A good structure for the HTML headings H1, H2, H3 etc. is valuable for all your visitors, important for search engine optimization and not very difficult to achieve. In this article you can learn why HTML headers are so important, how to easily identify any problems and how to fix them.
Table of contents
- The purpose of the HTML headings H1, H2 etc.
- The importance of correct heading levels for screen reader users
- How to identify your heading levels
- Headings in Gutenberg, Elementor and Divi
- What if I want my headings larger or smaller?
- Need help with web accessibility?
The purpose of the HTML headings H1, H2 etc.
You’ve probably noticed that you can choose different types of headings when writing texts in WordPress. And maybe you choose headings based on how big you want them to be and how what you’re writing looks. But that’s not the right way to think about it.
Think of headings as a Table of Contents (ToC). Most ToC plugins, blocks or widgets, parse the page content, look for HTML headings and automatically create a table of contents with links leading directly to the different sections.
You should therefore not choose between H1, H2 and H3 based on how big or small your headlines should be. You should choose headings that communicate a meaningful content structure.
W3.org’s Web Accessibility Tutorials carefully describe the purpose of HTML headers:
Headings communicate the organization of the content on the page. Web browsers, plug-ins, and assistive technologies can use them to provide in-page navigation.Link: W3.org on Page Structure – Headings
The importance of correct heading levels for screen reader users
The YouTube channel A11ycasts with Rob Dodson clearly shows how correct headings benefit users of screen readers.
In the video “Why headings and landmarks are so important” they use Apple VoiceOver for the demonstration, but a similar experience is available for PC users with NVDA or JAWS, or by using the built-in “Immersive Reader” in Microsoft Edge.
“If you look at some screen reader surveys, where they ask folks who use this technology, what’s your primary way of navigating an unfamiliar page, a lot of folks say, the first thing they do, is they try and navigate by heading.”YouTube: Why headings and landmarks are so important
How to identify your heading levels
W3C HTML validator with outline view
You can use the W3C HTML validator to identify heading levels regardless of your choice of content editor, being it Gutenberg, Elementor, Divi or something else.
You don’t need to download any software or install a plugin. Just visit validator.w3.org, paste the URL of the page you want to test, check the outline box and press the check button.
The validator displays a list of possible HTML errors, including a “Heading-level outline” with clear indications of missing heading levels.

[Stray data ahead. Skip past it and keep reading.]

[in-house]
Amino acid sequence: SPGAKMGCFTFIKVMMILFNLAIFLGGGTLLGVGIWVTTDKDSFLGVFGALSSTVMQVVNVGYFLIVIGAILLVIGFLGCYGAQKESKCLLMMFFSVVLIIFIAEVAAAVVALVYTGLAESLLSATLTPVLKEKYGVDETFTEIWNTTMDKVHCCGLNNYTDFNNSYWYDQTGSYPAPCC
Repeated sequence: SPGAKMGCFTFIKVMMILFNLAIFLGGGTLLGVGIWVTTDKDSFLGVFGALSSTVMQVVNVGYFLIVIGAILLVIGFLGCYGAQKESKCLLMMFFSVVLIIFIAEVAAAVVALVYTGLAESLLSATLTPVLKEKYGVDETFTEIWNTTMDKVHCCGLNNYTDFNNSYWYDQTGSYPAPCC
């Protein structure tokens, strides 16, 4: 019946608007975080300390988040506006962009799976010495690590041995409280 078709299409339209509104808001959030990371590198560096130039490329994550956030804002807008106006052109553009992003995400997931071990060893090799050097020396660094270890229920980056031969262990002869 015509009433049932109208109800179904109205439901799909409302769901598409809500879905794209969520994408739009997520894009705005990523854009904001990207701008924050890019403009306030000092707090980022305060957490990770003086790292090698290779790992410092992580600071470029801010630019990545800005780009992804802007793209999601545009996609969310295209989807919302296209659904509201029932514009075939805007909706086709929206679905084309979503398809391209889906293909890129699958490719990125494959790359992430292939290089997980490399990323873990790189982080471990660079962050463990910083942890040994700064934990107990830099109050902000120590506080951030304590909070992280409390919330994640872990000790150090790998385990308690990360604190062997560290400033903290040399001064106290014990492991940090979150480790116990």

In the example below, the header “SerpWorx HTTP Security Headers …” should be an H3 instead of an H4.
HeadingsMap Chrome extension
This method requires Google Chrome and the Chrome extension HeadingsMap but it is really easy to use. Once the extension is installed, simply visit the page you want to test and click on the HeadingsMap icon on the toolbar.
WordPress block-editor document outline
If you create content using WordPress’ built-in block editor, better known as Gutenberg, you can use the details button to get an overview of your content.
The document outline shows the number of characters, words, paragraphs the document structure, and highlights incorrect heading levels with a yellow marker. The outline is handy as it reveals errors during the editing process.
Accessibility Checker plugin for WordPress
There are several WordPress plugins that check your posts for accessibility issues. Accessibility Checker from Equalize Digital is a favorite. One of the benefits of Accessibility Checker is that it scans for more than 40 types of issues every time you save a draft or publish a post.
A thorough check like this probably raises a lot of red flags, many of which can only be fixed by a developer, not editorially.
Headings in Gutenberg, Elementor and Divi
If you’ve identified a problem with your headline levels using one of the tools above, you can easily fix it. In Gutenberg there is a dedicated Heading Block, and the same is in the case of Elementor where they just call it a Heading Widget. In Divi it’s called Text Module where they combine both headings and body text into one element.
The principle is the same. If you need to fix the error from the example earlier, you select the heading that is mistakenly an H4, change it to H3, save, and check the outline again.
What if I want my headings larger or smaller?
That’s what styling is for. It is done in your CSS file or in your editor and varies a lot depending on which theme and which editor you use. There are also often several ways to achieve the same result, so spend some time finding the smartest one.
I strongly urge you to find out where you can globally set the sizes for H1, H2, H3 etc, so that you don’t have to change this setting on every heading you insert.
With Gutenberg, may find headline settings in Appearance > Customize, unless you use a new Full Site Editing (FSE) theme. In Divi, you have limited options there and may want to take a look at Divi’s Global Presets instead.
Need help with web accessibility?
We often find that web accessibility is an afterthought when a website has already gone live. That’s a bit of a shame. It’s easier, faster and cheaper to keep web accessibility in mind during both development and content creation.
This is not to say that it is not worth correcting errors and shortcomings later on.
If you need help understanding where the biggest pain points are in your project, what you can do yourself and what you can do better by hiring a web developer, get in touch.